Monday Morning Commute: Twain. Skye. Lime.
Come one, come all! Join the frenzy! This is the Monday Morning Commute, the little niche I carve for myself at the beginning of the work week to tell you about my tentative plans for the next few days. After you read about the nerdcore endeavors I’ll be undertaking, hit the comments section with your own course(s) of action.
Are you going to spend every night drankin’ beers and reading Lord of the Rings? Are you going to finally apologize to the mailman for assaulting him during a caffeinated rage of blinding proportions? Are you going meet your Internet girlfriend at a shady bowling alley? Let us know.
But for now, take a peek at what I’ll be doing.
Rockin’ / Crack the Skye (Live)
Mastodon’s Crack the Skye is one of my favorite records of all-time. Filled to the brim with fist-pumping riffs, sick grooves, and powerhouse vocals, this album delivers on a visceral level. With that being said, the production summons the long lost spirit of 1970s prog and the lyrical subject matter (astral projections, Rasputin, searching for meaning) pushes the boundaries of standard rock fate. So while I enjoy all of the band’s efforts, there is an ethereal, intangible elevation that sets this record apart.
Having witnessed firsthand the power of Crack the Skye performed in its entirety, I decided to look for some live footage. Lo and behold, I found a complete performance! The audio quality is far from perfect and the camerawork is certainly amateur, but there is something special about watching these Atlantan rockers presenting the 2009 effort onstage.
Drankin’ / Diet Pepsi with Lime!
Before going any further, let me tell you what I’m not drinking: Diet Pepsi Lime. I tried that pre-mixed beverage and I have to say that it just wasn’t for me. Truthfully, I couldn’t even taste lime – which shouldn’t have been a surprise since it’s not listed as an ingredient and each can consists of 0% juice.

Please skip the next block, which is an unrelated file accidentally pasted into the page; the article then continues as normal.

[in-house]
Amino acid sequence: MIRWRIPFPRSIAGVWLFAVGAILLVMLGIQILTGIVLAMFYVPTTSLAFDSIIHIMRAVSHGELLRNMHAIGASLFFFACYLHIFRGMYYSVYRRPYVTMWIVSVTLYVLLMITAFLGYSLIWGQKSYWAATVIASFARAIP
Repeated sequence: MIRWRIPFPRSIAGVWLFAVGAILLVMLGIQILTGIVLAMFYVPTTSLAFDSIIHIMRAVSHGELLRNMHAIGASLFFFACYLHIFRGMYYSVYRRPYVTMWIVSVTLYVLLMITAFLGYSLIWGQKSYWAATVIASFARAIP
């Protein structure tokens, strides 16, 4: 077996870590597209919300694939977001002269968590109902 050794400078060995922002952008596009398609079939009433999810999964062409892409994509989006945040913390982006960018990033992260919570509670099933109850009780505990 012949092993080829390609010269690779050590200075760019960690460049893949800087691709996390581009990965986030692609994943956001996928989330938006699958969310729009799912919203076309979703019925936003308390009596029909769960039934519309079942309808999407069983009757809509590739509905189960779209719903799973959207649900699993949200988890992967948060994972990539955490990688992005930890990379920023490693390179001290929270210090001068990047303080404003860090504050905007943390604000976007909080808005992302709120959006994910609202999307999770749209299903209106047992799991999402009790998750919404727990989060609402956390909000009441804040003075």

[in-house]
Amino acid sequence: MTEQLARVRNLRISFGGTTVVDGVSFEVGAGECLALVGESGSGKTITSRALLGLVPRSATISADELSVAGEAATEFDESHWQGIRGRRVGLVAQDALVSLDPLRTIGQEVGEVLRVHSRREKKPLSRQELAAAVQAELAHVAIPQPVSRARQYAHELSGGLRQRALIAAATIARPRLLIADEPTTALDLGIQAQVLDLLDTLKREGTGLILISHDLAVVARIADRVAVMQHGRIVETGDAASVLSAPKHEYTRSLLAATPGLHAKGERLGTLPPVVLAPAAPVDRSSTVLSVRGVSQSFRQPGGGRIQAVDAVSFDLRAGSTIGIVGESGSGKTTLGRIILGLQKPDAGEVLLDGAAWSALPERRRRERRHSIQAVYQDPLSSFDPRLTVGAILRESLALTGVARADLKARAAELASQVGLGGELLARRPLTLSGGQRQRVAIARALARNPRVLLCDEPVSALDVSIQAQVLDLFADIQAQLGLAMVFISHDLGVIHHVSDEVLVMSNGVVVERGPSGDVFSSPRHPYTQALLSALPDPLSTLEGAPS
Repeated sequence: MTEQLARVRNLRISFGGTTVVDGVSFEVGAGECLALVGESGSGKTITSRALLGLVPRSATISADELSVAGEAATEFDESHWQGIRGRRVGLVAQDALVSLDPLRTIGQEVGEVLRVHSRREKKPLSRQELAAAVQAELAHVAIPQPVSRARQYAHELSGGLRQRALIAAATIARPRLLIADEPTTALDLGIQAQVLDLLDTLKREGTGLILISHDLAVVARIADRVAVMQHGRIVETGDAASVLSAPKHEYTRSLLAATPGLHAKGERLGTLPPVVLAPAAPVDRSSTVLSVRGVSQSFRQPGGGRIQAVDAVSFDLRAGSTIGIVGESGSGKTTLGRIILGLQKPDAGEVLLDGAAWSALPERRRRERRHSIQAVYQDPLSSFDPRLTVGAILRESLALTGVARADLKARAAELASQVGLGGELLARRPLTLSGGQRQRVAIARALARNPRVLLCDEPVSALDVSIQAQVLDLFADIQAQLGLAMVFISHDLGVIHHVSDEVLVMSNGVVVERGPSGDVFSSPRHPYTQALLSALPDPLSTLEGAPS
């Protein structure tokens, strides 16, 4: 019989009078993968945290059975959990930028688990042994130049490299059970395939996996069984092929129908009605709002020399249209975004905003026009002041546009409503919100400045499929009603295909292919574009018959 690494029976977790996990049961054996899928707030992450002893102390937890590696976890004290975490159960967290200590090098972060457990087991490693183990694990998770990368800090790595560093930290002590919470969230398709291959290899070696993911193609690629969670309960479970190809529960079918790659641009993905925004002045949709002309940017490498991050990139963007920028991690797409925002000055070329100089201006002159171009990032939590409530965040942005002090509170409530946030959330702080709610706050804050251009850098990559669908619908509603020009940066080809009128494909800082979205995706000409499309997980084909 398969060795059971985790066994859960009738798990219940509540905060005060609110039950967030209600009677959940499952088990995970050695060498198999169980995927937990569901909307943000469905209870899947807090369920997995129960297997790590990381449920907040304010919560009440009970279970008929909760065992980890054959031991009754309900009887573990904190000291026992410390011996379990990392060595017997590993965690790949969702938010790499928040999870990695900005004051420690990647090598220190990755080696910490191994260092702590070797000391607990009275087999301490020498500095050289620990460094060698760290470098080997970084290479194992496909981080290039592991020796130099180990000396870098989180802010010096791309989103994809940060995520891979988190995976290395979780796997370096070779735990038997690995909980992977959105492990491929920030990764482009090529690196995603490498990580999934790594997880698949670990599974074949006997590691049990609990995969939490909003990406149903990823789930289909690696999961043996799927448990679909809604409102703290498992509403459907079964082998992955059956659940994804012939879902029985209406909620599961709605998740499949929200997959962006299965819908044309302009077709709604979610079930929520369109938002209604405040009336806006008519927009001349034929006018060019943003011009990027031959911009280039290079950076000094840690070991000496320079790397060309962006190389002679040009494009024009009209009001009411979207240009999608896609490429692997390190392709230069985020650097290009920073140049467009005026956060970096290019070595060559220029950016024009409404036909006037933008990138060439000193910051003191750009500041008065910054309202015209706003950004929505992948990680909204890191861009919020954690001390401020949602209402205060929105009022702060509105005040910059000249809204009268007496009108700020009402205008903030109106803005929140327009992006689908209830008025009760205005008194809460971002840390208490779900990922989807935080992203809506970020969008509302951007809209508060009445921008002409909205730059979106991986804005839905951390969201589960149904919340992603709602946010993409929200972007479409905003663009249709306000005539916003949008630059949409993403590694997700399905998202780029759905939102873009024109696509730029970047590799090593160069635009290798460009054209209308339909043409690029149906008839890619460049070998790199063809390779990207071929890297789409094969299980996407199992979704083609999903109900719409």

However, I’ve recently begun tossing actual lime wedges into Diet Pepsi. The result – deliciousness. This experiment started as a made my friend Davey a Christmas Eve cocktail; hoping to keep things a little classier, I garnished his rum & diet cola with a wedge of green citrus. The next day, I remembered how pleased Davey was and decided to spruce up my Diet Pepsi.
I can’t say that this is a concoction that’s going to stand the test of time. But for now, I’m enjoying using the leftover limes to make life a little more interesting.
Readin’ / Autobiography of Mark Twain (Volume I)
Santa must’ve overlooked a couple pages of the naughty list. How else can you explain the fact that he took time out his evening of delivering presents to good little Christian boys and girls to hook up a heathen like me? But don’t get me wrong – I’m not gripin’!
Nestled under my Christmas tree was the Autobiography of Mark Twain. As a fan of The Adventures of Huckleberry Finn (and American literature in general), I can’t help but be intrigued by the notion of reading about Twain’s life from the author’s first-person perspective. But this flicker of interest is windswept into a full-scale inferno by the circumstances surrounding the book’s publication: Twain wanted the work to be published no sooner than a full century after his death, as to ensure that he could record his thoughts as honestly as possible.
At the 100 page mark, I’m in the incipient sections of this tome – still in the region titled Preliminary Manuscripts and Dictations. Not even at the autobiography proper, I’ve gained tremendous insight into the life and thought processes of the man born Samuel Longhorn Clemens. I never before realized the full extent of the author’s relationship with Ulysses S. Grant, going as far as to secure finances and book deals for the Civil War Hero.
I’ve also projected my own interests onto the literary master, seeing his approach to crafting his memoirs as an early aspiration for the hypertextual:
He will not limit himself “as to space,” but will be as digressive and discursive as he likes, even ignoring chronology when it suits him. These cardinal points are clearly interrelated: absolute truth telling would be made easier by knowing his own death would precede publication, and discursiveness (quite apart from his natural preference for it) would help to disarm his own impulse towards self-censorship.
I anticipate finding all sorts of other tasty treats about Twain. Especially once I’m past the introductions, acknowledgments, and preliminary attempts at self-biographing, and at the actually autobiography.
That’s my story for the week.